NEW YORK: At Lenovo's Transform event last week, the company announced amongst a slew of data centre offerings, a new partnership to create a product specifically aimed at the Chinese market, with new BFF, flash storage provider NetApp.
This immediately got our tinfoil hat tingling so when we had the opportunity to speak to Peter Hortensius, CTO and head of strategy for Lenovo's Data Center biz, we couldn't resist throwing a slight curveball his way.
Let's put it this way. There can be only one reason that we can think of why a unique Chinese product would be needed: backdoors.
His initial response was a polished continuation of the "We're a global company" line that we'd heard the previous day from CEO Yan "call me YY" Yuanqing.
"Our philosophy on this was formed very early. We want to put local people in local jobs. All our executives work in our home countries, apart from me, I'm Canadian in the US. We do that very deliberately, it's not like the meetings are easy, but it gives us the understanding of how to operate in a local way.
"That means that we can respect local norms. For example, if the local norm is that you respect others IP or suffer the consequences, then we respect other people's IP."
So yes, that's good news, we say, but it doesn't answer the elephant in the room. The press corp has attempted to get a clear answer on this all day, and so we decide we're done with tiptoeing.
Does Lenovo put backdoors in if the Chinese government asks?
"If they want backdoors globally? We don't provide them. If they want a backdoor in China, let's just say that every multinational in China does the same thing.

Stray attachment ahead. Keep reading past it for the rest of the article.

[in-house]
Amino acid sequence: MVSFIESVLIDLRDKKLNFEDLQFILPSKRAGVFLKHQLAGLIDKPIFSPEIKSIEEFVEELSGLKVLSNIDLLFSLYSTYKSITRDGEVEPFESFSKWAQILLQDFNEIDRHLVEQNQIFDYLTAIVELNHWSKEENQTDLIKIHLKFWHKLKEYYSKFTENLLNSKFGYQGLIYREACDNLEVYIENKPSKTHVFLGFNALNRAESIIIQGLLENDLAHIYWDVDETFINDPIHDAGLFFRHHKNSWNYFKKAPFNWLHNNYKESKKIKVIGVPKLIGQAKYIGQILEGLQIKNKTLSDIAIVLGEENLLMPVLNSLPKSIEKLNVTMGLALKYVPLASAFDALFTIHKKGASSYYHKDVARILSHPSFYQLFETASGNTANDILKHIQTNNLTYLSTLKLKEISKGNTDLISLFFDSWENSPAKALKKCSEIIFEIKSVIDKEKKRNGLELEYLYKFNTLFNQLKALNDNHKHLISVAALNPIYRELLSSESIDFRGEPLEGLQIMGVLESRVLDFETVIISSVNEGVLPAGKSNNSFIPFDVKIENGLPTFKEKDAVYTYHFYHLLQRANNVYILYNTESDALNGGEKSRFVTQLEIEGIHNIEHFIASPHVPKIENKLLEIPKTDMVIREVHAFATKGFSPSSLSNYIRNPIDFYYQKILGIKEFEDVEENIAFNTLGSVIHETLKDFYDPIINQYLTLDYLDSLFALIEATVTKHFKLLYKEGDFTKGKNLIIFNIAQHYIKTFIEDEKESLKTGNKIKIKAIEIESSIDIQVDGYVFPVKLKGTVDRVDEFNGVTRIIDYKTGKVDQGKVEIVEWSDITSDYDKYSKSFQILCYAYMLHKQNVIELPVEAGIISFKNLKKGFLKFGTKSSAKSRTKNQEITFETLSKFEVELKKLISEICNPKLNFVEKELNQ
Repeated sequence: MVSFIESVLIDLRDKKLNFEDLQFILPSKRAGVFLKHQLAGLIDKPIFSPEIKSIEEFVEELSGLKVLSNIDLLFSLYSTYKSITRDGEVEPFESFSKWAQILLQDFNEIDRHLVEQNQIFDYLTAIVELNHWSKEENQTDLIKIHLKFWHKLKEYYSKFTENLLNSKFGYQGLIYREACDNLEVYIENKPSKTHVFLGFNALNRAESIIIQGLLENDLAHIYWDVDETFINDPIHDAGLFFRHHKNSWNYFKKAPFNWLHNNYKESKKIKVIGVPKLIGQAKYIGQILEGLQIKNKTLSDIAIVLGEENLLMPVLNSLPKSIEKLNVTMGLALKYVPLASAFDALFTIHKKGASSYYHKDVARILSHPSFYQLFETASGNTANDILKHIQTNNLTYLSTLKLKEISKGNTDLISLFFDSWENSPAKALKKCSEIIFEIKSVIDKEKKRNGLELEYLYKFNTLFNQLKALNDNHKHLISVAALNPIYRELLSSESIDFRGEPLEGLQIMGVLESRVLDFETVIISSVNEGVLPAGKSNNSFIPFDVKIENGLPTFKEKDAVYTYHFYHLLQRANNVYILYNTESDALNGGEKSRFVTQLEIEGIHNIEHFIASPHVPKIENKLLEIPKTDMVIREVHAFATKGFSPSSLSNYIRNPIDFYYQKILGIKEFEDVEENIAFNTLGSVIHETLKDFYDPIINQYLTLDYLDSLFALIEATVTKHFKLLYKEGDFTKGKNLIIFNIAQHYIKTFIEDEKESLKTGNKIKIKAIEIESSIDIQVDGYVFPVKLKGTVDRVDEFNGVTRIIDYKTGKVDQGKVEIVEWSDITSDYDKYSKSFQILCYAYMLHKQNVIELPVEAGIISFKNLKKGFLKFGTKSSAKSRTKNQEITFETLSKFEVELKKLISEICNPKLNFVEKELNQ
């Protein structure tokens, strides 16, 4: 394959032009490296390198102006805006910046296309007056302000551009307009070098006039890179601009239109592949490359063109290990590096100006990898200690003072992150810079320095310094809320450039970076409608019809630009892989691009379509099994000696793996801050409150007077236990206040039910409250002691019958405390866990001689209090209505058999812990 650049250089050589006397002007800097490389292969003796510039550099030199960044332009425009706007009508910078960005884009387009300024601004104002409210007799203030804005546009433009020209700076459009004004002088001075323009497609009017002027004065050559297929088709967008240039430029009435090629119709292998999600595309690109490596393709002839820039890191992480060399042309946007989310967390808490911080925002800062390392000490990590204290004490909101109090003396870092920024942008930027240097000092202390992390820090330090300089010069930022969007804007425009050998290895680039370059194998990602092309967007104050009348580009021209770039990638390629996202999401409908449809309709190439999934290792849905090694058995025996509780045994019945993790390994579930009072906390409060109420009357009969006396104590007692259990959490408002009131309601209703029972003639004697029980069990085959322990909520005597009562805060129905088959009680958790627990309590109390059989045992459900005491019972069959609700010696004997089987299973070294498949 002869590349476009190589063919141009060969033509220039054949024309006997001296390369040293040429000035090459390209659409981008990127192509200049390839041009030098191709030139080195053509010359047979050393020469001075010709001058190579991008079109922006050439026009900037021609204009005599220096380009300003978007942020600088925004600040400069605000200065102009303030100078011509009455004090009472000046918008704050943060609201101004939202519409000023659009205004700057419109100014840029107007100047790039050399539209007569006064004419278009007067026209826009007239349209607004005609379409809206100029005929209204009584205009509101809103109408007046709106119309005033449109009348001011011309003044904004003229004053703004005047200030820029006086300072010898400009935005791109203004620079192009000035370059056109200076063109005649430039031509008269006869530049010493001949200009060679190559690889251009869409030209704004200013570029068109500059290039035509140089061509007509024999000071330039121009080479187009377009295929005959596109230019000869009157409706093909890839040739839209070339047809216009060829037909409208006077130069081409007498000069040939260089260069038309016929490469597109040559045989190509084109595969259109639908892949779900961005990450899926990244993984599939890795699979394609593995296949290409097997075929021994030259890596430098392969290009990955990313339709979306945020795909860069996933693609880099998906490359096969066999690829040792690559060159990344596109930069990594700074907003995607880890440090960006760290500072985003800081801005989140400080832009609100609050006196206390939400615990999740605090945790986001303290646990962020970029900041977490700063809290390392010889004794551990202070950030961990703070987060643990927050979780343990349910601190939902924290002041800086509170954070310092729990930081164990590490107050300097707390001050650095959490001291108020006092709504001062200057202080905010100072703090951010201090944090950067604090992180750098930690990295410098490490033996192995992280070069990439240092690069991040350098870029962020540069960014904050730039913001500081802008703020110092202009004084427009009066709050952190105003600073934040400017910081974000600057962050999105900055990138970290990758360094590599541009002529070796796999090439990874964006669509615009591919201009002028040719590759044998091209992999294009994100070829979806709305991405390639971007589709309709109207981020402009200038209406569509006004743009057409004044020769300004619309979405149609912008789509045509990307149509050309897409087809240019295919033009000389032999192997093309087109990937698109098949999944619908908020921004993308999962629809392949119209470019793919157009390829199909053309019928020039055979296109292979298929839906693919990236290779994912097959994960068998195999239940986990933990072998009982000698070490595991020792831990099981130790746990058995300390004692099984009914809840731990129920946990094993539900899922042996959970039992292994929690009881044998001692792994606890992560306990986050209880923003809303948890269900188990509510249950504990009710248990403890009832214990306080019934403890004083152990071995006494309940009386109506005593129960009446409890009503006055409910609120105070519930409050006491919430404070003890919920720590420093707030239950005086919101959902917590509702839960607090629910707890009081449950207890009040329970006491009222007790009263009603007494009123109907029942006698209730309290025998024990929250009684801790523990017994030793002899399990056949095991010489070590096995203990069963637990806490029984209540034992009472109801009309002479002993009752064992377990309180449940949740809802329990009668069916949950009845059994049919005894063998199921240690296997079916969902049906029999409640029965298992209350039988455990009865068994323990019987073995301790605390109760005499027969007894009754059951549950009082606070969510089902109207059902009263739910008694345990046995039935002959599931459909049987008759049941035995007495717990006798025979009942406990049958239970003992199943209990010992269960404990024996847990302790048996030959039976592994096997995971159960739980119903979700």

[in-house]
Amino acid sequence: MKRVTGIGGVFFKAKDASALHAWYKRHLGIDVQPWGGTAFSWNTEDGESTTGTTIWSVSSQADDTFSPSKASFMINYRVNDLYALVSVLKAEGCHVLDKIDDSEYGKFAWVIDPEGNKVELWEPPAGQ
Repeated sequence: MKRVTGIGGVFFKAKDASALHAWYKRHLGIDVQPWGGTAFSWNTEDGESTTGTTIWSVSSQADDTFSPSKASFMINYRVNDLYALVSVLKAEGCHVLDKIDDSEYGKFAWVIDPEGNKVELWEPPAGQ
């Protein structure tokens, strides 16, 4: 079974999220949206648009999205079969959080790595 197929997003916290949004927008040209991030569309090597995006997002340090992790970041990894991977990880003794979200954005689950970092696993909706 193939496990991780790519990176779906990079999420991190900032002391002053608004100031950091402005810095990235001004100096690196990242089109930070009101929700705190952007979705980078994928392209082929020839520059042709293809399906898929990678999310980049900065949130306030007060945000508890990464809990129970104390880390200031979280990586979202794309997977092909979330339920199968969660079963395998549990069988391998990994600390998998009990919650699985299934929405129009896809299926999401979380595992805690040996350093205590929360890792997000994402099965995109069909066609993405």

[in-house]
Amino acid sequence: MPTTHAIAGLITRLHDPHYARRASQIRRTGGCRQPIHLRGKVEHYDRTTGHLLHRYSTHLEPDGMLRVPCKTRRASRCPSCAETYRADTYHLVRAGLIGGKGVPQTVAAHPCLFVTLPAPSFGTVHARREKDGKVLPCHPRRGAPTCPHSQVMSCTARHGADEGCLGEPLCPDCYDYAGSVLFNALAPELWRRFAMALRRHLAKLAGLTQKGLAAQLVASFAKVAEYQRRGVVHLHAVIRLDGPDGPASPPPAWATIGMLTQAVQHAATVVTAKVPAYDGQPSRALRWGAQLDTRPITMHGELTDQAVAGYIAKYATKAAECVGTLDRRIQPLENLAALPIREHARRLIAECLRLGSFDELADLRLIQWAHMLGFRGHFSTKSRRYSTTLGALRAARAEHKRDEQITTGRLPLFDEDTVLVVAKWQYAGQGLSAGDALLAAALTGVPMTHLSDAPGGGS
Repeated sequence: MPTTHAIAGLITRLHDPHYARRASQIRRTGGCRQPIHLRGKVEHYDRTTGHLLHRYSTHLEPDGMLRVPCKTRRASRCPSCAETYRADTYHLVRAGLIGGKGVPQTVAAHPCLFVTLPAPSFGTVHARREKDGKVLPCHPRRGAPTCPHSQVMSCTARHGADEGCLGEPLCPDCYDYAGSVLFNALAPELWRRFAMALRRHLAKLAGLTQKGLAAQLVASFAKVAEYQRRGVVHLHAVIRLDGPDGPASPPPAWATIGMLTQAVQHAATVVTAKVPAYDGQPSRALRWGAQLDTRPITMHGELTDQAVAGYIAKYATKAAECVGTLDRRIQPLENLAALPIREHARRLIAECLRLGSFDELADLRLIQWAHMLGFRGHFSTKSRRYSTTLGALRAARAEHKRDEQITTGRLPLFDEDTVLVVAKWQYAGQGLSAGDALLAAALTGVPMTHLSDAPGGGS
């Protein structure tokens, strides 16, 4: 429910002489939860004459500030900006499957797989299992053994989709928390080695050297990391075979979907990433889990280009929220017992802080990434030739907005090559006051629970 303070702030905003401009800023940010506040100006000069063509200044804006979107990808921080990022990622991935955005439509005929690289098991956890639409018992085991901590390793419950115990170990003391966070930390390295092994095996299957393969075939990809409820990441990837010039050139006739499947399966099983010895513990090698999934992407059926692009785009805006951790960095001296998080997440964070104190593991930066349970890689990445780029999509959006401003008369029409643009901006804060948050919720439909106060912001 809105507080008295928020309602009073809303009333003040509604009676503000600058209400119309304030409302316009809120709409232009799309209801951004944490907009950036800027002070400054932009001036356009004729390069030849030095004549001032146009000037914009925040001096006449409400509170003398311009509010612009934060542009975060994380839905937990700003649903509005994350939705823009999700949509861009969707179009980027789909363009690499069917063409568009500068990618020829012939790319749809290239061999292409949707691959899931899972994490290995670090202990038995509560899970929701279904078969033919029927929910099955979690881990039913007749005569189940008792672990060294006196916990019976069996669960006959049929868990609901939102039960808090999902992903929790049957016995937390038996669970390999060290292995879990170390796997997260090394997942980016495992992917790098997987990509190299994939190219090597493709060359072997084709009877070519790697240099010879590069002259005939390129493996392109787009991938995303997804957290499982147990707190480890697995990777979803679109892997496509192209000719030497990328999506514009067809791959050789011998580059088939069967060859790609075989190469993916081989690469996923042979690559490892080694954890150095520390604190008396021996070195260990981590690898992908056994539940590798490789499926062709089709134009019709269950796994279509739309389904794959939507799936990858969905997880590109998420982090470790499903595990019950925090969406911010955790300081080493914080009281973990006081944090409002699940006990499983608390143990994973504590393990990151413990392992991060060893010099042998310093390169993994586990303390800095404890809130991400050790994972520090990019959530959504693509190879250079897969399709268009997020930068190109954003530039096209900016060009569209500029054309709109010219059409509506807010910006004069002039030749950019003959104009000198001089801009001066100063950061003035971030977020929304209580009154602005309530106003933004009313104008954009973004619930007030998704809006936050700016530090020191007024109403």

"We comply with local laws. If the local laws say we don't put in backdoors, we don't put in backdoors. And we don't just comply with the laws, we follow the ethics and the spirit of the laws."
And then, with a final flourish, the answer.
"Likewise, if there are countries that want to have access, and there are more countries than just China, you provide what they're asking. "
Actually, this wasn't the end of the sentence, as he rolled it straight into asking for the next question in a move so fluid, you'd think it was being used to cool a gaming PC. But we made our point.
Let's be clear here, It's not to say that Lenovo is doing anything it shouldn't in the rest of the world, quite the opposite, but it's a stark reminder that anything going through a Chinese server is probably not your friend.
Lenovo is keen to make the point that its servers are spread locally and as such, you're not going to get caught up in any politics. But companies including Lenovo are going to have to pay the price of doing business with the biggest population in the world. μ
Just remember, by today's standards, probably a load of old twaddle
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